Can I get out of my commercial lease when new owners arrive?


I currently lease a 4,500 square foot office and am presently three months behind on rent. I cannot catch up due to slow business. The building is about to be sold. The present landlord is asking me to furnish a form labeled an "Estoppel Certificate," stating I lease the premises and will continue. I want to get out of this lease. Can I do so under these conditions?


This strange malaise could be an opportunity in disguise. Legally, your situation will not change with a new owner. The lease will continue.

But the law is not everything; real life counts for something, too. Chances are better than average that the new landlord would rather not inherit a struggling, unhappy tenant, especially if the space is attractive, and potential, solvent tenants abound. So if the building is full or nearly full, and if rents have gone up in your town, the new landlord may prefer someone new in your space -- preferably someone with deeper pockets.

This could be the perfect time to try to cut your losses. Go to the new landlord. Explain your financial plight. Ask if you can walk away from the lease, but be prepared to pay a two- or three-month separation fee if you absolutely must. It is even better if you can produce another tenant who is willing to take over your space.

Think thrice before signing that estoppel certificate, which is kind of an "all's well with this lease, landlord and tenant." First, check your lease. If it is silent on the subject, as most are, you are free to ignore the landlord's request.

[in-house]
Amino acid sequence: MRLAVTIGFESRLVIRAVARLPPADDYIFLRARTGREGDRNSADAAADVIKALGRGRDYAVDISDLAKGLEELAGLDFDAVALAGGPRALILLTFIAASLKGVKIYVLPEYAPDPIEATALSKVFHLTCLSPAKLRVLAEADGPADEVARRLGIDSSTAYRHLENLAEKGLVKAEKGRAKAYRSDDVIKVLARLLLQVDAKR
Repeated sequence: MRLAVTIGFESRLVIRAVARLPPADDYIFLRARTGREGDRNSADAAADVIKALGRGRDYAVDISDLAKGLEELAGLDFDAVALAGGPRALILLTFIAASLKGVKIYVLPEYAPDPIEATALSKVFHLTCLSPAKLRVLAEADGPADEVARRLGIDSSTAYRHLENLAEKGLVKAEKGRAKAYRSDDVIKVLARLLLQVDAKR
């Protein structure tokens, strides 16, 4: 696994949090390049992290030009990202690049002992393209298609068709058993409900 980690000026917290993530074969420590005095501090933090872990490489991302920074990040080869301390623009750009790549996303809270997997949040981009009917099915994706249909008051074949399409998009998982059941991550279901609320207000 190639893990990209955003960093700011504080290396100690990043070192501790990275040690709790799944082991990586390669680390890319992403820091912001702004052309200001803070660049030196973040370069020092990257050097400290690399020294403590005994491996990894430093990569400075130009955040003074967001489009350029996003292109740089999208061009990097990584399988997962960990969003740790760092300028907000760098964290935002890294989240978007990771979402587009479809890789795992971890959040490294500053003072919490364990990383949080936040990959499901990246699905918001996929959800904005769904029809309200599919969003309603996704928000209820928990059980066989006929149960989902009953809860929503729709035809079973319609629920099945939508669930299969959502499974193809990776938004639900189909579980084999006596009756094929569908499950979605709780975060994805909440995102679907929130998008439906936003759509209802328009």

Also, pay attention to the actual wording of the certificate. If it states what most of them do, it is merely attempting to secure some assurance for the new landlord that you have no legal claim against the current landlord. If that's all there is, signing it would not be too terrible. But if it does contain a commitment for you to continue as a tenant, you are right to resist. Moreover, most certificates ask the tenant to certify that the tenant isn't behind on the rent -- something you can't do.

Maybe the current landlord will let you cancel the lease if you kick up a ruckus. Playing the role of The Squeaky Wheel, you may simply get to roll away.

To learn more, see Nolo's section on Business Spaces & Commercial Leases.

Talk to a Lawyer

Need a lawyer? Start here.

How it Works

  1. Briefly tell us about your case
  2. Provide your contact information
  3. Choose attorneys to contact you
Swipe to view more

Talk to a Real Estate attorney.

How It Works

  1. Briefly tell us about your case
  2. Provide your contact information
  3. Choose attorneys to contact you